"If any such person shall be committed to a jail or other place of detention to await transportation to the place at which his sentence is to be served, his sentence shall commence to run from the date on which he is received at such jail or other place of detention.
"No sentence shall prescribe any other method of computing the term."

In this case the petitioner was never received at any jail, penitentiary, or reformatory until March 1, 1976.

Petitioner relies upon the case of White v. Pearlman, 42 F.2d 788 (10th Cir. 1930). *347 In that case the defendant was serving a federal sentence in a state institution, which had been designated as a place of confinement. He was erroneously released before expiration of his sentence, after he had advised the warden that his sentence still had two years to run. More than two years later he was advised that he was wanted and surrendered voluntarily. He was then recommitted for the balance of his term. The court in that case stated that a sentence for a term of years means a continuous sentence, unless interrupted by some fault of the prisoner, and he cannot be required to serve it in installments. The court held "that where a prisoner is discharged from a penal institution, without any contributing fault on his part, and without violation of conditions of parole, that his sentence continues to run while he is at liberty." White v. Pearlman is generally referred to in the subsequent cases as standing for the single proposition that a prisoner cannot be required to serve a sentence for a term of years in installments, and that he is entitled to credit on his sentence while at liberty under those circumstances. There is a second line of cases which originated from the case of Shields v. Beto, 370 F.2d 1003 (5th Cir. 1967), which have ordered the release of prisoners by state authorities on the theory of "waiver of jurisdiction." That case involved the surrender of a prisoner under sentence in the State of Texas to the State of Louisiana. After release from a Louisiana sentence, the State of Texas took no action to secure custody of the defendant to complete the Texas sentence. Eighteen years after the defendant had been released from his prison sentence in Louisiana (twenty-eight years after Texas had released him to Louisiana) he was committed to serve the balance of his Texas sentence. The court held in that case that the release of a prisoner by state authorities before the expiration of his sentence may constitute a waiver of jurisdiction "especially where the surrendering sovereign (Texas) showed no interest in the return of the prisoner, either by agreement between the sovereigns, or by detainer, or any other affirmative action taken by it following his release in Louisiana."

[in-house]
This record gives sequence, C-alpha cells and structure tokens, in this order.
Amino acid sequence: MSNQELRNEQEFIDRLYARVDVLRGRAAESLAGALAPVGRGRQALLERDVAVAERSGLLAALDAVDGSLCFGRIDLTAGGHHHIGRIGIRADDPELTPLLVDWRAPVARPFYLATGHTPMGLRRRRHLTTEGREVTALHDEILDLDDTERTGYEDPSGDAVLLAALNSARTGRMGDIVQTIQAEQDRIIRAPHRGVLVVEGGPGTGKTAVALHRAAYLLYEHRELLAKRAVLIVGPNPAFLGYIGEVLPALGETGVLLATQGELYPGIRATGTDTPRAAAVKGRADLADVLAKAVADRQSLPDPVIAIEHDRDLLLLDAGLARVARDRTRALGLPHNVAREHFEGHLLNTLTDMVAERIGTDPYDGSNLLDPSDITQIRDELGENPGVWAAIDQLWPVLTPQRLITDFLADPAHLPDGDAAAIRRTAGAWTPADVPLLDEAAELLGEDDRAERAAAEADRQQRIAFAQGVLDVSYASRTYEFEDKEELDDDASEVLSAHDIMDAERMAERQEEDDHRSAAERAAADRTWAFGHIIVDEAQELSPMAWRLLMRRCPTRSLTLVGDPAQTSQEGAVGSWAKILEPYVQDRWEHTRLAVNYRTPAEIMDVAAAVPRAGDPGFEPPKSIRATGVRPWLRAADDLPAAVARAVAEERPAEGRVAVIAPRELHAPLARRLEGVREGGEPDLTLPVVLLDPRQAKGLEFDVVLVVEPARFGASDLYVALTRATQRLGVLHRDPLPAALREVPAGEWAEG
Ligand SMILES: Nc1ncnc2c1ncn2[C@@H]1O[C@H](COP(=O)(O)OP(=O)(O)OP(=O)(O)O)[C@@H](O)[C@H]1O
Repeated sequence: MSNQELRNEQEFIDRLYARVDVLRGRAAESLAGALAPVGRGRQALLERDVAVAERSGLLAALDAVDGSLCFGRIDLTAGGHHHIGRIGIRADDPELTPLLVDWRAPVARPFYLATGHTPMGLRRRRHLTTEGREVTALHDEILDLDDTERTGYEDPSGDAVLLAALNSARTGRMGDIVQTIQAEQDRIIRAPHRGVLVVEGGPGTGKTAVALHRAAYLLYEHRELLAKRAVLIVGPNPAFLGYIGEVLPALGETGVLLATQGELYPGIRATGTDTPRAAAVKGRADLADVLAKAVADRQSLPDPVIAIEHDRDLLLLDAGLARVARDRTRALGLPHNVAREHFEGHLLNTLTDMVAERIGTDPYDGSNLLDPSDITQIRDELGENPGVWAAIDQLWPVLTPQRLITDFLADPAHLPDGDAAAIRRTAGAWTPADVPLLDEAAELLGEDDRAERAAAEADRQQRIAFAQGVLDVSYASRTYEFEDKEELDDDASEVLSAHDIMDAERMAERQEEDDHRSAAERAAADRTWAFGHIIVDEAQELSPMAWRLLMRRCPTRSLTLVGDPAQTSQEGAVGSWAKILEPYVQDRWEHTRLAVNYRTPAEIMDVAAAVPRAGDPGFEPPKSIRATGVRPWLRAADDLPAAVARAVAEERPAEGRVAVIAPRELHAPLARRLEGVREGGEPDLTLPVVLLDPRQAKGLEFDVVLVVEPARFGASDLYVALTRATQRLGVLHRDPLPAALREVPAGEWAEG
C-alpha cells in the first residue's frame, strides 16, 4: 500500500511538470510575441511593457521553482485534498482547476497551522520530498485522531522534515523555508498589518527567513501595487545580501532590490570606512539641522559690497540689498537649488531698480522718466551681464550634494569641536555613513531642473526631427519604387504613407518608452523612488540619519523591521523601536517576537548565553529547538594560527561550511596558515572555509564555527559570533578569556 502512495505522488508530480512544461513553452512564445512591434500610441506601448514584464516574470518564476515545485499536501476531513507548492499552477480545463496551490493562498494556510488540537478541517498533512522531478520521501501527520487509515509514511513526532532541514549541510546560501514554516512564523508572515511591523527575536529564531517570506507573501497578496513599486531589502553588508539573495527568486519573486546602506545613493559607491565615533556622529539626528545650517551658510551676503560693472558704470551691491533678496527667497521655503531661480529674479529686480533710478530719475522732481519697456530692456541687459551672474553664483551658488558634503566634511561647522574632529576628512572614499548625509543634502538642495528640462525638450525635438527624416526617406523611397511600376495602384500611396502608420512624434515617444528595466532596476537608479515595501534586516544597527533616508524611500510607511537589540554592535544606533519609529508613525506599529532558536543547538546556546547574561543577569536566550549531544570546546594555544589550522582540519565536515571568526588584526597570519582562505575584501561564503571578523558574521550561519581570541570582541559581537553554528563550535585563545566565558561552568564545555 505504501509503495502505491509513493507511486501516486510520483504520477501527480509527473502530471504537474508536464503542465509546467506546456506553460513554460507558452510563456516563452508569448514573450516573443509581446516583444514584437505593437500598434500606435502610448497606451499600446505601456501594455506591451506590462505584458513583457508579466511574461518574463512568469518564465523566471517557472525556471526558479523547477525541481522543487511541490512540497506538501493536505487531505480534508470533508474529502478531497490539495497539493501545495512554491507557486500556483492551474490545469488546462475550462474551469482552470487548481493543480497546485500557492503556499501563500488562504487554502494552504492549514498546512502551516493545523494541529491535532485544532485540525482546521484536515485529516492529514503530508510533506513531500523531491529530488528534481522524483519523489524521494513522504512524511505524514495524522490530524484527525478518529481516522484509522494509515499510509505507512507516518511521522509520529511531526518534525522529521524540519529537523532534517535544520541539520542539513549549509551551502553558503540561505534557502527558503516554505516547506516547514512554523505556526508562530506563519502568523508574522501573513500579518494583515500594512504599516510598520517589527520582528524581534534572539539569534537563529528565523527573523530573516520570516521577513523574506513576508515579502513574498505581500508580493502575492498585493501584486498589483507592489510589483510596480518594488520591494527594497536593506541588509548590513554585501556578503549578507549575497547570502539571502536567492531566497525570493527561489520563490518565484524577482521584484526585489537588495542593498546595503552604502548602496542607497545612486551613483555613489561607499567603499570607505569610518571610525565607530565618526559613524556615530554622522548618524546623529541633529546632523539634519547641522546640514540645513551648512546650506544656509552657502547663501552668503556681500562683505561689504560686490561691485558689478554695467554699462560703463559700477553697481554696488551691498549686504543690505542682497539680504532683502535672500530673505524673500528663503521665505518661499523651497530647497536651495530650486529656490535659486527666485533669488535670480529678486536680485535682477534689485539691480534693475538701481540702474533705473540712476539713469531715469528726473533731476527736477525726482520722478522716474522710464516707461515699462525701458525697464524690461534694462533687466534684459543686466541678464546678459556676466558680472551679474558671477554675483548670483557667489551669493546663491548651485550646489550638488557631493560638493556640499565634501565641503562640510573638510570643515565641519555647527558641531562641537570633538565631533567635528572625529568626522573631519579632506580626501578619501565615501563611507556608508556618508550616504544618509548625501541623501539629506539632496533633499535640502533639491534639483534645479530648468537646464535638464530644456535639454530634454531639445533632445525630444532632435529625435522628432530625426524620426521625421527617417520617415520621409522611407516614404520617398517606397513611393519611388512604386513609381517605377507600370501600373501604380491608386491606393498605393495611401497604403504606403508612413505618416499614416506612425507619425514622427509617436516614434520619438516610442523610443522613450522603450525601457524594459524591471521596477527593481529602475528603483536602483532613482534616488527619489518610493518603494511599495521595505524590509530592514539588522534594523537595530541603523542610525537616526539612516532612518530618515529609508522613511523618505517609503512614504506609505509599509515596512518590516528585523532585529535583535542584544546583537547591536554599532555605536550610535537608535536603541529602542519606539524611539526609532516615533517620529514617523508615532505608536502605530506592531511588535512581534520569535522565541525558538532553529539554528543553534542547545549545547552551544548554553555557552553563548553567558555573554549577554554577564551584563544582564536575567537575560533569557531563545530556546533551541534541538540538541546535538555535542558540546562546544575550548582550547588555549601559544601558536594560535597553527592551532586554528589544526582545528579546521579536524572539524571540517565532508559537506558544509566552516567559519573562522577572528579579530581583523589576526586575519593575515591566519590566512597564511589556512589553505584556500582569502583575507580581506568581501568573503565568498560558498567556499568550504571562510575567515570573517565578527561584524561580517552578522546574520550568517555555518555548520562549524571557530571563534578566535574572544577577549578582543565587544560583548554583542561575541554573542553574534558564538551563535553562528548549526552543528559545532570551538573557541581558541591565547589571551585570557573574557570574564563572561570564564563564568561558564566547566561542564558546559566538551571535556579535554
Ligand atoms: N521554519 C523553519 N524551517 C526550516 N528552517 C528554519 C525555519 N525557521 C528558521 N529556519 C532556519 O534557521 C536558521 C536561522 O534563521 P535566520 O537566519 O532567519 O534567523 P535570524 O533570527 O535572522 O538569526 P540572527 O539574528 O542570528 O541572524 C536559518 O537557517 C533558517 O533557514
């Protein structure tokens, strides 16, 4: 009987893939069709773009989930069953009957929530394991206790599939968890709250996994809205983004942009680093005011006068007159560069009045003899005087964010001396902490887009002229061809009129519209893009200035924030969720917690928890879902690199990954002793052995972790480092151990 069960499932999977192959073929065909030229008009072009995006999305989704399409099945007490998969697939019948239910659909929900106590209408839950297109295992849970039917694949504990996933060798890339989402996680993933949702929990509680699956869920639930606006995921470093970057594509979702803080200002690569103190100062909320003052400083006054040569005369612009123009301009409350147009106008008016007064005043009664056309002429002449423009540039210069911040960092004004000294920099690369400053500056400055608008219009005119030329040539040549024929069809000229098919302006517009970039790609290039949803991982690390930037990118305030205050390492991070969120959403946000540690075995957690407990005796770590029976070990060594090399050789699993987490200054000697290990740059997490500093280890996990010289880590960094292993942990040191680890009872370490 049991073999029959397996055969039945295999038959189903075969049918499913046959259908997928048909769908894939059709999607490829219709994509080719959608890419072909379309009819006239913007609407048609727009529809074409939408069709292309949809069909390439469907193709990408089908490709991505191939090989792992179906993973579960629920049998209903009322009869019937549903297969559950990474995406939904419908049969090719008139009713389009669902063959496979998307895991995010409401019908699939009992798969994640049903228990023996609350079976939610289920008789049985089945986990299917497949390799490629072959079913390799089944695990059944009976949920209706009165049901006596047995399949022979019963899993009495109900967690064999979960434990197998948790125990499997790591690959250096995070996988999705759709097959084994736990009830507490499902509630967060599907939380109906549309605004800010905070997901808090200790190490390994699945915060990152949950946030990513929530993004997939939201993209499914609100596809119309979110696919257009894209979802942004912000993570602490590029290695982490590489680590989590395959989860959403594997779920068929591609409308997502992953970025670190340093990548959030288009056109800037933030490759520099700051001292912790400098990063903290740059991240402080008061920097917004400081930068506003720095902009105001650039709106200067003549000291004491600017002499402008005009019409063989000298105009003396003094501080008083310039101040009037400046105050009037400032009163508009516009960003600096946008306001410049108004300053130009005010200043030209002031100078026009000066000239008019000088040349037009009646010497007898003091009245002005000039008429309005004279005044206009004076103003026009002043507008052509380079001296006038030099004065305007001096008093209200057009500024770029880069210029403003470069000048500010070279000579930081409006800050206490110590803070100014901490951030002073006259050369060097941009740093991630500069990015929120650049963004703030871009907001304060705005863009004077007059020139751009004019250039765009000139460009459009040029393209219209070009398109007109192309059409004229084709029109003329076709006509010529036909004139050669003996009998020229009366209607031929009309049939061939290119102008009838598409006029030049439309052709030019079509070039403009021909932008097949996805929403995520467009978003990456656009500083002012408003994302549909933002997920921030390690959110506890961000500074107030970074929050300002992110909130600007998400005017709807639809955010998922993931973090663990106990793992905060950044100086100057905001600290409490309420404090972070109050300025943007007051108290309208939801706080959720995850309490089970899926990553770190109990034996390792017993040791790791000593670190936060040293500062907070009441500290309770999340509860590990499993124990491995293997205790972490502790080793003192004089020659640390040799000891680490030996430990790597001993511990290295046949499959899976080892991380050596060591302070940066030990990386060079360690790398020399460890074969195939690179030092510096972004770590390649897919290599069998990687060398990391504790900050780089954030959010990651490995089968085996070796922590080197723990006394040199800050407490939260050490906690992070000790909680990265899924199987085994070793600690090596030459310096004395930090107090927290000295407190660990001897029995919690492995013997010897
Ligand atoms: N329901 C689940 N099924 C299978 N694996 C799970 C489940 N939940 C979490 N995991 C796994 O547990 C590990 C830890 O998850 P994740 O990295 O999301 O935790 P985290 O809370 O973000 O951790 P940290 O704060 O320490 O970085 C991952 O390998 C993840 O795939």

Many prisoners have brought habeas corpus actions seeking release under either the "installment theory" or the "intentional waiver theory" or both, under many different factual situations. In most of the reported cases relief has been denied and it is obvious from the opinions that each claim for relief must be decided upon its own facts. The Fifth Circuit has redefined the intentional waiver theory it established in the Shields case in the case of Piper v. Estelle, 485 F.2d 245 (5th Cir. 1973), stating:

"In cases based upon the principles of Shields it is not sufficient to prove official conduct that merely evidences a lack of eager pursuit or even arguable lack of interest. Rather the waiving state's action must be so affirmatively wrong or its inaction so grossly negligent that it would be unequivocally inconsistent with `fundamental principles of liberty and justice' to require a legal sentence to be served in the aftermath of such action or inaction."

An excellent discussion of the two theories is found in the case of Lanier v. Williams, 361 F. Supp. 944 (E.D.N.C.1973). In that case the prisoner was released in 1967 while under a sentence which he had not served in North Carolina. He continued to live in his same home for five years, and during this period of time was informed by state officials and penitentiary officials that he was not wanted and there was no warrant for his arrest. Thereafter, he was recommitted to the state penitentiary to serve the remainder of his sentence and a state habeas corpus petition was denied. The court held that the state's inaction for a period of five years, coupled with official reassurances that the petitioner was not wanted, constituted a waiver and the writ was granted.

This Court finds that there is no basis in this case for giving the petitioner credit for the period from May 24, 1974 to March 1, 1976 under the prohibition of compelling a *348 prisoner to serve his sentence in installments in White v. Pearlman, supra. The petitioner never commenced serving a federal sentence, and therefore, the factual basis for the application of this principle does not exist.

The case of United States v. Vann, 207 F. Supp. 108 (E.D.N.Y.1962), presented facts almost identical to those in the present case. In that case the petitioner's federal sentence was to commence upon the expiration of a state sentence, the Government neglected to file a detainer, and the petitioner was released from state custody and not taken into federal custody for almost two years. In a very exhaustive opinion the court denied the petitioner's prayer for a writ and held that the delay of approximately two years did not afford the petitioner relief.

This Court further finds that these facts do not justify the application of the intentional waiver theory. In order to apply this theory the Court would have to find that failure to file a detainer, and failure to apprehend and commit the petitioner for a period of less than thirteen months (the petitioner was located in the Alabama penitentiary and a detainer filed less than thirteen months after his release from state custody in Indiana) constituted Government action so affirmatively wrong or Government action so grossly negligent "that it would be unequivocally inconsistent with `fundamental principles of liberty and justice' to require a legal sentence to be served in the aftermath of such action or inaction." Piper v. Estelle, supra. This is obviously not a proper finding based on these facts.

For the above reasons, this Court finds that this petitioner is properly incarcerated under the three-year sentence imposed on March 27, 1974 in the United States District Court for the Northern District of Alabama, and that his period of incarceration should be properly computed from March 1, 1976. It is therefore

ORDERED that the petitioner's application for writ of habeas corpus be, and is hereby, denied.